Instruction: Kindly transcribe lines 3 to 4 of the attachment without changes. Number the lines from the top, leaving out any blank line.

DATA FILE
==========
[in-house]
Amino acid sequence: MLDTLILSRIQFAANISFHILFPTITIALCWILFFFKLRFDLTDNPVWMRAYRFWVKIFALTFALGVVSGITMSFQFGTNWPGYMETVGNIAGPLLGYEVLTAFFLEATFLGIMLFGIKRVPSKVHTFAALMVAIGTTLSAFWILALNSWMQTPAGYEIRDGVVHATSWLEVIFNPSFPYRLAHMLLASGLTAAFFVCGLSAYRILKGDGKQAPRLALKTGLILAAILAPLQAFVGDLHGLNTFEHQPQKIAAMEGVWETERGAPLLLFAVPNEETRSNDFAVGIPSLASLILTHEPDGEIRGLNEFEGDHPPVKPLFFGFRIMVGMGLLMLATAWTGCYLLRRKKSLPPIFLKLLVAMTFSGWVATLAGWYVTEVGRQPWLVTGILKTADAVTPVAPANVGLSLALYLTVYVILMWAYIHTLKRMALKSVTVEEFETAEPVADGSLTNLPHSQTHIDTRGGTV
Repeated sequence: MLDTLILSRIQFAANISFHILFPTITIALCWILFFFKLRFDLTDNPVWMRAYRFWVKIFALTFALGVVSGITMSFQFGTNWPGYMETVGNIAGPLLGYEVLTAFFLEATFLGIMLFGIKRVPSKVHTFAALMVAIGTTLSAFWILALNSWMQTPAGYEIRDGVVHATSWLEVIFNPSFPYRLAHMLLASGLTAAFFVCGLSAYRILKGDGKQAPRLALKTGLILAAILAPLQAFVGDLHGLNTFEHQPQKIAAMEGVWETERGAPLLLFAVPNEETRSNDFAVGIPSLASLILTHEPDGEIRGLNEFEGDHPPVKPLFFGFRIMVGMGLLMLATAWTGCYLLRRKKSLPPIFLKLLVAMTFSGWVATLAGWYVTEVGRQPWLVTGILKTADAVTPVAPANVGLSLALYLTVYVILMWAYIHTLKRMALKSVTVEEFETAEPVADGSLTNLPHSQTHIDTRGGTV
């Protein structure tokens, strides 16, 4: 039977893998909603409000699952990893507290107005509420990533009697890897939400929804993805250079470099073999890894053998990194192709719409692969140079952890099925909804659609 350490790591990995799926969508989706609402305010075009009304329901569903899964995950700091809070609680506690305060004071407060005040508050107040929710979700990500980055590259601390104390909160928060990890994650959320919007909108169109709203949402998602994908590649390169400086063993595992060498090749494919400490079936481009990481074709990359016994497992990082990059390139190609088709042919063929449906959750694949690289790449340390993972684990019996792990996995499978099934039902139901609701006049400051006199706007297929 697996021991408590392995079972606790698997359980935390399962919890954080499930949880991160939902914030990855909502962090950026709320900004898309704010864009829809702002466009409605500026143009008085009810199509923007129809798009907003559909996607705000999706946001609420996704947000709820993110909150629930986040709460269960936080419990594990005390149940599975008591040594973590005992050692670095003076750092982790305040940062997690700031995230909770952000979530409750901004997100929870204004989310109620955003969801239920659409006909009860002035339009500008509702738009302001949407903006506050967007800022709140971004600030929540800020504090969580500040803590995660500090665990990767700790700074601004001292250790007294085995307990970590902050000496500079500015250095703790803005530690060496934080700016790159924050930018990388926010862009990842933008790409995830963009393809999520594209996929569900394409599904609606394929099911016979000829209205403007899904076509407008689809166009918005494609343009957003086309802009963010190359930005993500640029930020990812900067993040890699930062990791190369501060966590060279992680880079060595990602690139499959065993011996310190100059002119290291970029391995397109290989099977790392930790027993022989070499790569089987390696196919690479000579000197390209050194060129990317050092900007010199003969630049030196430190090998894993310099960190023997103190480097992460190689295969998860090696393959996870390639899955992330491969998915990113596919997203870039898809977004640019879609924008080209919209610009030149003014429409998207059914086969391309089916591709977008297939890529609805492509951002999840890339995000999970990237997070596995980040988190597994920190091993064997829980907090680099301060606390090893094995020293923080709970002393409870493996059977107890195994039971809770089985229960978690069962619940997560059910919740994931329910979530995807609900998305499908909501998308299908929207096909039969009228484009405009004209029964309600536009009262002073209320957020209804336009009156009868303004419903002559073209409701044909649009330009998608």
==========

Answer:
Repeated sequence: MLDTLILSRIQFAANISFHILFPTITIALCWILFFFKLRFDLTDNPVWMRAYRFWVKIFALTFALGVVSGITMSFQFGTNWPGYMETVGNIAGPLLGYEVLTAFFLEATFLGIMLFGIKRVPSKVHTFAALMVAIGTTLSAFWILALNSWMQTPAGYEIRDGVVHATSWLEVIFNPSFPYRLAHMLLASGLTAAFFVCGLSAYRILKGDGKQAPRLALKTGLILAAILAPLQAFVGDLHGLNTFEHQPQKIAAMEGVWETERGAPLLLFAVPNEETRSNDFAVGIPSLASLILTHEPDGEIRGLNEFEGDHPPVKPLFFGFRIMVGMGLLMLATAWTGCYLLRRKKSLPPIFLKLLVAMTFSGWVATLAGWYVTEVGRQPWLVTGILKTADAVTPVAPANVGLSLALYLTVYVILMWAYIHTLKRMALKSVTVEEFETAEPVADGSLTNLPHSQTHIDTRGGTV
């Protein structure tokens, strides 16, 4: 039977893998909603409000699952990893507290107005509420990533009697890897939400929804993805250079470099073999890894053998990194192709719409692969140079952890099925909804659609 350490790591990995799926969508989706609402305010075009009304329901569903899964995950700091809070609680506690305060004071407060005040508050107040929710979700990500980055590259601390104390909160928060990890994650959320919007909108169109709203949402998602994908590649390169400086063993595992060498090749494919400490079936481009990481074709990359016994497992990082990059390139190609088709042919063929449906959750694949690289790449340390993972684990019996792990996995499978099934039902139901609701006049400051006199706007297929 697996021991408590392995079972606790698997359980935390399962919890954080499930949880991160939902914030990855909502962090950026709320900004898309704010864009829809702002466009409605500026143009008085009810199509923007129809798009907003559909996607705000999706946001609420996704947000709820993110909150629930986040709460269960936080419990594990005390149940599975008591040594973590005992050692670095003076750092982790305040940062997690700031995230909770952000979530409750901004997100929870204004989310109620955003969801239920659409006909009860002035339009500008509702738009302001949407903006506050967007800022709140971004600030929540800020504090969580500040803590995660500090665990990767700790700074601004001292250790007294085995307990970590902050000496500079500015250095703790803005530690060496934080700016790159924050930018990388926010862009990842933008790409995830963009393809999520594209996929569900394409599904609606394929099911016979000829209205403007899904076509407008689809166009918005494609343009957003086309802009963010190359930005993500640029930020990812900067993040890699930062990791190369501060966590060279992680880079060595990602690139499959065993011996310190100059002119290291970029391995397109290989099977790392930790027993022989070499790569089987390696196919690479000579000197390209050194060129990317050092900007010199003969630049030196430190090998894993310099960190023997103190480097992460190689295969998860090696393959996870390639899955992330491969998915990113596919997203870039898809977004640019879609924008080209919209610009030149003014429409998207059914086969391309089916591709977008297939890529609805492509951002999840890339995000999970990237997070596995980040988190597994920190091993064997829980907090680099301060606390090893094995020293923080709970002393409870493996059977107890195994039971809770089985229960978690069962619940997560059910919740994931329910979530995807609900998305499908909501998308299908929207096909039969009228484009405009004209029964309600536009009262002073209320957020209804336009009156009868303004419903002559073209409701044909649009330009998608």